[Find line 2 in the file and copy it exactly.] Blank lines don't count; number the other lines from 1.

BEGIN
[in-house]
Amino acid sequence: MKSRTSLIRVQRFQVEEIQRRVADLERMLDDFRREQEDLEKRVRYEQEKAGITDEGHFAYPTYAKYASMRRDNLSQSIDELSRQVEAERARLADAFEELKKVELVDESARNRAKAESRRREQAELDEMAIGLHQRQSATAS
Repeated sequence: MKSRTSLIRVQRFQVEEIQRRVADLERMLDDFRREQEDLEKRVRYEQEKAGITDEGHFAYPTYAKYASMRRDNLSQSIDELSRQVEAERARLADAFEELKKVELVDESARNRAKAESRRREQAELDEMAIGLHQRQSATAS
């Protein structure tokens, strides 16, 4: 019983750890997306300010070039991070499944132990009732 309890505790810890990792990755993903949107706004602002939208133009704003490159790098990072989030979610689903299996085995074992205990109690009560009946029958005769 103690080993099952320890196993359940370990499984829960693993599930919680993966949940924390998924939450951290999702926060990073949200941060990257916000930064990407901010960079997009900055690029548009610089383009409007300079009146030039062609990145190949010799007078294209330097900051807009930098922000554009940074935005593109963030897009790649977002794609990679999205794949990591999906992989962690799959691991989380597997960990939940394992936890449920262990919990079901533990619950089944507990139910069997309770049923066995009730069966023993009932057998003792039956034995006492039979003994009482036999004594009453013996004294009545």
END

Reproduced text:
Amino acid sequence: MKSRTSLIRVQRFQVEEIQRRVADLERMLDDFRREQEDLEKRVRYEQEKAGITDEGHFAYPTYAKYASMRRDNLSQSIDELSRQVEAERARLADAFEELKKVELVDESARNRAKAESRRREQAELDEMAIGLHQRQSATAS